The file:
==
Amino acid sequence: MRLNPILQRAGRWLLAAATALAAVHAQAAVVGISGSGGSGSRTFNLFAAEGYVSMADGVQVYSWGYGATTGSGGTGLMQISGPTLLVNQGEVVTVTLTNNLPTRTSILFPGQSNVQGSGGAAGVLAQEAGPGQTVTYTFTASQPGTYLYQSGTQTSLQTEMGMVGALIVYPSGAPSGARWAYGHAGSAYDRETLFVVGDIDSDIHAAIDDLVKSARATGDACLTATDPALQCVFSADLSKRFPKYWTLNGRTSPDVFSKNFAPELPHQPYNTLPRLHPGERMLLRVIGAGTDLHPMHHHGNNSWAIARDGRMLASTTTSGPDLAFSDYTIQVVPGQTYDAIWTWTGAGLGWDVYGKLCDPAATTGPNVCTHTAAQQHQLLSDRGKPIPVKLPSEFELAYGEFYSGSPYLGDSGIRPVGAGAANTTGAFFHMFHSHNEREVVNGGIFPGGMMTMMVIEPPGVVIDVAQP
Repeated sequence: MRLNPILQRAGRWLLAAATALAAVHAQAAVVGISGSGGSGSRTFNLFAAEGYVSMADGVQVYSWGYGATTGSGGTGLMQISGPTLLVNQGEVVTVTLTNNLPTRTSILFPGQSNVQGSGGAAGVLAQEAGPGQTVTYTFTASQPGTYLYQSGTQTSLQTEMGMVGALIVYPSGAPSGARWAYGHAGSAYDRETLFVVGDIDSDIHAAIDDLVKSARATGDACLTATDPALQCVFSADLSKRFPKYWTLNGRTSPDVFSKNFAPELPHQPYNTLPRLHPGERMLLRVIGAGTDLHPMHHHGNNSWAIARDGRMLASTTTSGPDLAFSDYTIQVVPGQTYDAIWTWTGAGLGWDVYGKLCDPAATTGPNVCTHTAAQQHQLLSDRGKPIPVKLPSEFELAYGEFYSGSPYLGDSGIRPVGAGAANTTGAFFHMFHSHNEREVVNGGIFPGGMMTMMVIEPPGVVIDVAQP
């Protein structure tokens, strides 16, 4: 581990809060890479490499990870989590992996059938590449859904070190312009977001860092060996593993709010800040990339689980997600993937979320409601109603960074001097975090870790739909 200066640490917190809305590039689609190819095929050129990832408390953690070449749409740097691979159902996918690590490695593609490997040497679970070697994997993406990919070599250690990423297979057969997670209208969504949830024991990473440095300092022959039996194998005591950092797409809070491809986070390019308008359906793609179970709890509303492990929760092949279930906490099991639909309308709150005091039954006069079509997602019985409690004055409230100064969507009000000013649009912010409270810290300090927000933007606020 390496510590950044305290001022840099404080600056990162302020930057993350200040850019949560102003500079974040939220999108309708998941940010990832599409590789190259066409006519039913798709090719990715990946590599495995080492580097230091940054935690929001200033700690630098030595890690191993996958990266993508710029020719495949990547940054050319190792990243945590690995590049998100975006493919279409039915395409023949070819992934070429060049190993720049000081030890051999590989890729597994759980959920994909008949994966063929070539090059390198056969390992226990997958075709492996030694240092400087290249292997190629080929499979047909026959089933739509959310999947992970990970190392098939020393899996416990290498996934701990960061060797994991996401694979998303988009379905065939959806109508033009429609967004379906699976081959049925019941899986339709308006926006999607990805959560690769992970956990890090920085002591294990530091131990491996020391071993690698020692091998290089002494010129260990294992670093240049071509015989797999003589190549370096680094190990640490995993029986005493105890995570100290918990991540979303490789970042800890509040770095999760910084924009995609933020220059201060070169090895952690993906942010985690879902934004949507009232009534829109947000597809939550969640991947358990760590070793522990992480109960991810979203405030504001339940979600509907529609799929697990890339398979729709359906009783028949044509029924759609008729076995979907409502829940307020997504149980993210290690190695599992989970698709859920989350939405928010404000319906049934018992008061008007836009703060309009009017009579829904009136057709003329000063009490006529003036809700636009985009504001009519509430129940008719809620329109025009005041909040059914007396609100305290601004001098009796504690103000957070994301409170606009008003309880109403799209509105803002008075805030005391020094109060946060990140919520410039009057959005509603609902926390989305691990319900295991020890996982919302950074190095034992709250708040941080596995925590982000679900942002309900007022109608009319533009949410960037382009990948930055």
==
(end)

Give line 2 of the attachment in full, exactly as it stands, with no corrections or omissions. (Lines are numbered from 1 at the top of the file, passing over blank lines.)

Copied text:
Repeated sequence: MRLNPILQRAGRWLLAAATALAAVHAQAAVVGISGSGGSGSRTFNLFAAEGYVSMADGVQVYSWGYGATTGSGGTGLMQISGPTLLVNQGEVVTVTLTNNLPTRTSILFPGQSNVQGSGGAAGVLAQEAGPGQTVTYTFTASQPGTYLYQSGTQTSLQTEMGMVGALIVYPSGAPSGARWAYGHAGSAYDRETLFVVGDIDSDIHAAIDDLVKSARATGDACLTATDPALQCVFSADLSKRFPKYWTLNGRTSPDVFSKNFAPELPHQPYNTLPRLHPGERMLLRVIGAGTDLHPMHHHGNNSWAIARDGRMLASTTTSGPDLAFSDYTIQVVPGQTYDAIWTWTGAGLGWDVYGKLCDPAATTGPNVCTHTAAQQHQLLSDRGKPIPVKLPSEFELAYGEFYSGSPYLGDSGIRPVGAGAANTTGAFFHMFHSHNEREVVNGGIFPGGMMTMMVIEPPGVVIDVAQP